"Maybe I’m out of touch, but I’d rather go to an actual shop—preferably a small one—than to a harshly lit superstore, or, worse still, a website. I don’t want to buy my books and my toilet paper and my clothing all under the same roof. I want beauty in my life. I want charm. I want contact with actual people. It is, for me, a large part of what makes life worth living."
If a bookshelf and a comfy chair met in a bar, hit it off, and had a baby, the result would be this chair, from furniture company Nobody & Co. It’s called the Bibliochaise, and for lazy readers (aren’t we all?), it’s the library of the future. The Bibliochaise — which really looks more like a throne — holds five meters of books, which works out to about 300 of your favorite classics. (via The Bibliochaise Bookshelf Chair Is a Miniature Library for Your Apartment | Swimmingly)
"A story of second chances, D’Erasmo has meticulously crafted a work that, with the exception of a small lull midnovel, constantly builds, yet often feels incredibly casual. Days and shows pass, but within this routine, a transformation slowly creeps into the narrative: that of commitment, and, perhaps, hope for the future." (via Fiction Book Review: Wonderland by Stacey D’Erasmo. Houghton Mifflin Harcourt, $22 (256p) ISBN 978-0-544-07481-1)
Join us on Tuesday, May 6 to celebrate the launch of this wonderful novel with Stacey D’Erasmo, Elissa Schappell, and musician Rachel Yamagata! More info.
"Allegory can reveal what realism can’t — and vice versa. What Oyeyemi does here is mix their powers, filleting the American landscape by setting this fairy tale inside of it, and the resulting novel is by turns quixotic, bewitching, funny and intense, a revelation."
I am about 85% into Boy, Snow, Bird and can assure you it is walking-while-reading good.
"You realize that anything you have to say is going to annoy some stranger, so you might as well speak your mind." Teju Cole in Teju Cole: By the Book - NYTimes.com
"It wasn’t until my second reading of Hemingway’s The Sun Also Rises, over a decade after it first had been assigned to me by my public high school English teacher, that I understood that Jake’s dick didn’t work."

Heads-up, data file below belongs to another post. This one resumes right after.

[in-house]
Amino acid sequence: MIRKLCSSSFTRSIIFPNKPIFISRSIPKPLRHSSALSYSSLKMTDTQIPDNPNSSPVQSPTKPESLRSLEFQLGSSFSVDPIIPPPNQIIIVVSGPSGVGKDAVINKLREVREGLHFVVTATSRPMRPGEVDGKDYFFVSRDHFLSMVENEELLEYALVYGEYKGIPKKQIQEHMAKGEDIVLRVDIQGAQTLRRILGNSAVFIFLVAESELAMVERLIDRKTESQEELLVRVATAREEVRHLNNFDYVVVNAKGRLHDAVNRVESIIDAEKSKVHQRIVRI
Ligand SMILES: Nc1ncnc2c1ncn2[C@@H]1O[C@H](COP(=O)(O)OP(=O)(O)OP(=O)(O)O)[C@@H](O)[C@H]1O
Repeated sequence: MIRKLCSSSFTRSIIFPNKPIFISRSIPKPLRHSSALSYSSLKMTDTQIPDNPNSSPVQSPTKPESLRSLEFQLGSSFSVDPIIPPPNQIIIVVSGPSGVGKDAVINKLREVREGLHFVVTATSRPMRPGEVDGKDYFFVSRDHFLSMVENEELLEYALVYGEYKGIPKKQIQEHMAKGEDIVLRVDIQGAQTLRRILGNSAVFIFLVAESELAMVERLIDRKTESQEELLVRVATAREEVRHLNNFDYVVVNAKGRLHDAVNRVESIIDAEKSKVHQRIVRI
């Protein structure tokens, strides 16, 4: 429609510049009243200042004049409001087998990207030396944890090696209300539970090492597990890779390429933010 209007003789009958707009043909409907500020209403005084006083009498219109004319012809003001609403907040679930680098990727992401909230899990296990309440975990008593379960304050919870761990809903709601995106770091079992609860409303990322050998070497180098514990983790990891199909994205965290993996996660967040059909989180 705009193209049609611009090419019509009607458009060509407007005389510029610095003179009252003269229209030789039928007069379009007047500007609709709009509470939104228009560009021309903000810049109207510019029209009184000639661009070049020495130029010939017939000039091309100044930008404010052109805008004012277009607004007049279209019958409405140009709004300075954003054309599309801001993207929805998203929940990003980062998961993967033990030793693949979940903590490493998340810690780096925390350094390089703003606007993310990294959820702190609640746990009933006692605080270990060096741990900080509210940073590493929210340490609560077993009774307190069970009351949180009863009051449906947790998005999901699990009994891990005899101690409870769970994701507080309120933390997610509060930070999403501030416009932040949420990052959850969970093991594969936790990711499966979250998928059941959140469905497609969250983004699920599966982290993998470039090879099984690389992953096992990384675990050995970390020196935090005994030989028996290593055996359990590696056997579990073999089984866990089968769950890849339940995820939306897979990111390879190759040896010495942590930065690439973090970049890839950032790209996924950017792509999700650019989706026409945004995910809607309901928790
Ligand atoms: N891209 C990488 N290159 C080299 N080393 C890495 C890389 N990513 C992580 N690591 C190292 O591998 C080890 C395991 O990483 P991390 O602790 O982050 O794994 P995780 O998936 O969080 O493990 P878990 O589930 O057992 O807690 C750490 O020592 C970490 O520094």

Remember when we were like hey, where are the ladies on this BuzzFeed list? BuzzFeed made a second list from our recommendations!
"When we, as young women, are given the space to read, the act becomes a happy, private corner we can return to for the rest of our lives. We develop this love of reading by turning to stories that speak to the most special, secret parts of us."
- The Penelopiad by Margaret Atwood (198 pgs)
- Lucy Gayheart by Willa Cather (195 pgs)
- The Awakening by Kate Chopin (195 pgs)
- An Accident in August by Laurence Cosse
- Sweet Tomb by Trinie Dalton
- Play It As It Lays by Joan Didion (213 pgs)
- The Lost Thoughts of Soldiers by Delia Falconer (133 pp.)
- Marbles by Ellen Forney (256 pgs but a graphic novel)
- Ayiti by Roxanne Gay
- Hangsaman by Shirley Jackson
- The City Is a Rising Tide by Rebecca Lee (208 pp.)
- The Member of the Wedding by Carson McCullers (163 pgs)
- Who Will Run the Frog Hospital by Lorrie Moore
- Sula by Toni Morrison (192 pgs)
- Fear and Trembling (144 pgs) and The Book of Proper Names (122 pgs) by Amelie Nothomb
- Unclean Jobs for Women and Girls by Alissa Nutting
- How to stay sane by Phillipa Perry
- Bonjour Tristesse by Francois Sagan
- Lucinella by Lore Segal (160 pgs)
- Persepolis by Marjane Satrapi (160 pgs)
- The Living Mountain by Nan Shepherd
- The Weight by Jeannette Winterson
- Kitchen by Banana Yoshimoto (152 pgs)
I will add to this if/as y’all suggest more. Original post. And remember, now you can by little and big books as Kobo eBooks from Housing Works! Support independent bookstores AND fight homelessness and AIDS.